Monday, September 4


An industrial lake view from Sheboygan, WI A historical society and lighthouse doing business together.
This is the river walk where a helpful "senior" told me stories about her courting days along the river with her husband of over 50 years. She recalled the "fun" activities and "ice angels" they made together on the frozen river.
Posted by Picasa

Note the WI state symbol beyond the real logs and fake horses that welcome you to the state.

LMCT--final words...

Don’t know all the reasons why, but writing the final essay on the trip has been more challenging than writing the daily trip blogs combined. I think my block might pertain to my wish that the trip could have been longer, that the Door County part that I had to excise could have been completed. I thought I had accepted that I needed to cut it out to save time and that I could always do Door County as a weekend—even day trip, as it’s relatively close by. I thought I was okay with this. Then I got home and realized I was ticked that I hadn’t made the push to Door County. So I think by not writing the final entry, I avoided having to deal with just how peeved I really was to return without having completed Door County.

But all is well now. I’ve had another nice trip since the Lake Michigan Circle Tour and that has given me a fine sense of closure. Other than the sheer joy of feeling the open air, watching the world whiz by and riding two wheels, nothing extraordinary about the last 220 (approximately) miles home. I forged ahead and only stopped to fill up, eat, or flex my limbs. Given that the sky looked like rain after passing Green Bay, I didn’t mind the single-minded push to get home.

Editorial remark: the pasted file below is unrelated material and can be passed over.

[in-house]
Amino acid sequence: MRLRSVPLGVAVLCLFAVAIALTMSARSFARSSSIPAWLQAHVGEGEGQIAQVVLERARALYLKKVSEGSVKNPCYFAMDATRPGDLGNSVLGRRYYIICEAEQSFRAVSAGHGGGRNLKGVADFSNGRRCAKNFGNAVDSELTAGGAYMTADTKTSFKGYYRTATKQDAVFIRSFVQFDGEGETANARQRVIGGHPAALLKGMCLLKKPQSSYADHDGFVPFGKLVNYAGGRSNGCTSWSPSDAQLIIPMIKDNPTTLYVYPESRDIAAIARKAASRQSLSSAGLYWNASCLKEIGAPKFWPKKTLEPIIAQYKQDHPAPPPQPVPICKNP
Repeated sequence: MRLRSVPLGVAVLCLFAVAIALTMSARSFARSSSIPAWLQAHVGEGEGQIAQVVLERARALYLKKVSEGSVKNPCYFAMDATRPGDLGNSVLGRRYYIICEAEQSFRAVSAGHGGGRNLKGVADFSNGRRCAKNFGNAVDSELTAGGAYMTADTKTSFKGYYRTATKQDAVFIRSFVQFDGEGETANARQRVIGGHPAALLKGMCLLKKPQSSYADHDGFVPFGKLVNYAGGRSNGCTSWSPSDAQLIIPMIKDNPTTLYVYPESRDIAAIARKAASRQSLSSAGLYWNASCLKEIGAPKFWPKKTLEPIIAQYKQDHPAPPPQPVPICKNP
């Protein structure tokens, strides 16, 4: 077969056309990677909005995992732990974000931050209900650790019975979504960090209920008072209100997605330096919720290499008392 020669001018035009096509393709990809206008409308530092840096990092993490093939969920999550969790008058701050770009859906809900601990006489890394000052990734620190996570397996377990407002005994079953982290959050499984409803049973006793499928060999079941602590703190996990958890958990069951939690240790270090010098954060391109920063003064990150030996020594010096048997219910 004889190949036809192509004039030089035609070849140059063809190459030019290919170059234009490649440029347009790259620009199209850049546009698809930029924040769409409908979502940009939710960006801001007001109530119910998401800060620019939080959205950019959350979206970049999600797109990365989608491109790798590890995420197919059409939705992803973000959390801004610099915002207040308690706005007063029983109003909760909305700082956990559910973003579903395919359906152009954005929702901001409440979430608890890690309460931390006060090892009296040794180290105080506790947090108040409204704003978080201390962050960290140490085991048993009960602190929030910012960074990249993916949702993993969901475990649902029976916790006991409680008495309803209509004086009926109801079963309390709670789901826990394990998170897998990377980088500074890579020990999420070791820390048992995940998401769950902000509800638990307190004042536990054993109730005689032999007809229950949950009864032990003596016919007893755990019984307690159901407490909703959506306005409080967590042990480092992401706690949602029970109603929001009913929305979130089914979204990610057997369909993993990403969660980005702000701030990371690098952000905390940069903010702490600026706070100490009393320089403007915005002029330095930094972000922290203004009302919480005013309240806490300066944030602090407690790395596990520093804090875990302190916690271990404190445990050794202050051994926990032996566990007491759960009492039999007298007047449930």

I must say that once in WI, the Lake Michigan Circle Tour takes on a different character. In MI, there are extensive stretches of road that allows one to stay close to the lakeshore. This is not the case in WI. In WI, one has to jog inland and out, which means meandering through towns and dealing with the Interstate more. At times, you can’t help ask youself if it is worth getting off the interstate to get near the lakeshore, particularly if the lakeshore stretch is relatively short. For example, I enjoyed hanging around Sheboygan but really thought there should have been more to make it worth it. Seeing a new town is always an interesting adventure but states have different level of lakefront development and MI is tops in my book. Chicago too, has maximized its lakefront and we are a city that takes full advantage of our lake. If one expects to see similar developments in IN and WI, one might be disappointed.

Therefore, while getting near the lake is the key to the tour for me, it’s not always an easy undertaking. With patience, however, one can take in a lot and come away appreciative of the diversity of environments and landscapes that are out there.